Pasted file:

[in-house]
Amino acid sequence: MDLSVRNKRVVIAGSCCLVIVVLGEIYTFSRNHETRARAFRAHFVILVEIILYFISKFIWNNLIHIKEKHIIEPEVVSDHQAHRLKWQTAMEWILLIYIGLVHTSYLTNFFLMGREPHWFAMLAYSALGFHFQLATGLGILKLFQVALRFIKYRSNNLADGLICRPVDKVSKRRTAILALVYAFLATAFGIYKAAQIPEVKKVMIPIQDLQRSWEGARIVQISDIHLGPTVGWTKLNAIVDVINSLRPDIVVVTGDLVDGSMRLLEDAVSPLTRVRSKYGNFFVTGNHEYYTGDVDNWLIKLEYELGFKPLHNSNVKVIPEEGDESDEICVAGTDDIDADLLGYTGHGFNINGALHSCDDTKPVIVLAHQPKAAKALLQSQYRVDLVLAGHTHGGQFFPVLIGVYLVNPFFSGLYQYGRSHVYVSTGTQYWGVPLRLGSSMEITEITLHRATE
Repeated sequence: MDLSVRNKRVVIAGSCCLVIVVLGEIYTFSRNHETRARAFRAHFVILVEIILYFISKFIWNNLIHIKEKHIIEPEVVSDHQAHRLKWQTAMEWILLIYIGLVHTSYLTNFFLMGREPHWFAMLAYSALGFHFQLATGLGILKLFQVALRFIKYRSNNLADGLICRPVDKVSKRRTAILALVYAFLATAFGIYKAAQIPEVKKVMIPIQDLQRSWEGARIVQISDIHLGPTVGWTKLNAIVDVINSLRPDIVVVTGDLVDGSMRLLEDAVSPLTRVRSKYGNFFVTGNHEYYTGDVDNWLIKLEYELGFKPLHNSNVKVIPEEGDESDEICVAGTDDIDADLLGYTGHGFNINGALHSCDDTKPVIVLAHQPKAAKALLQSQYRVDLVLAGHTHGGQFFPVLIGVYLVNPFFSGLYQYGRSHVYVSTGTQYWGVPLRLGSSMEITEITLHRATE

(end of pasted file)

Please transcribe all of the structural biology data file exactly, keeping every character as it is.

[in-house]
Amino acid sequence: MDLSVRNKRVVIAGSCCLVIVVLGEIYTFSRNHETRARAFRAHFVILVEIILYFISKFIWNNLIHIKEKHIIEPEVVSDHQAHRLKWQTAMEWILLIYIGLVHTSYLTNFFLMGREPHWFAMLAYSALGFHFQLATGLGILKLFQVALRFIKYRSNNLADGLICRPVDKVSKRRTAILALVYAFLATAFGIYKAAQIPEVKKVMIPIQDLQRSWEGARIVQISDIHLGPTVGWTKLNAIVDVINSLRPDIVVVTGDLVDGSMRLLEDAVSPLTRVRSKYGNFFVTGNHEYYTGDVDNWLIKLEYELGFKPLHNSNVKVIPEEGDESDEICVAGTDDIDADLLGYTGHGFNINGALHSCDDTKPVIVLAHQPKAAKALLQSQYRVDLVLAGHTHGGQFFPVLIGVYLVNPFFSGLYQYGRSHVYVSTGTQYWGVPLRLGSSMEITEITLHRATE
Repeated sequence: MDLSVRNKRVVIAGSCCLVIVVLGEIYTFSRNHETRARAFRAHFVILVEIILYFISKFIWNNLIHIKEKHIIEPEVVSDHQAHRLKWQTAMEWILLIYIGLVHTSYLTNFFLMGREPHWFAMLAYSALGFHFQLATGLGILKLFQVALRFIKYRSNNLADGLICRPVDKVSKRRTAILALVYAFLATAFGIYKAAQIPEVKKVMIPIQDLQRSWEGARIVQISDIHLGPTVGWTKLNAIVDVINSLRPDIVVVTGDLVDGSMRLLEDAVSPLTRVRSKYGNFFVTGNHEYYTGDVDNWLIKLEYELGFKPLHNSNVKVIPEEGDESDEICVAGTDDIDADLLGYTGHGFNINGALHSCDDTKPVIVLAHQPKAAKALLQSQYRVDLVLAGHTHGGQFFPVLIGVYLVNPFFSGLYQYGRSHVYVSTGTQYWGVPLRLGSSMEITEITLHRATE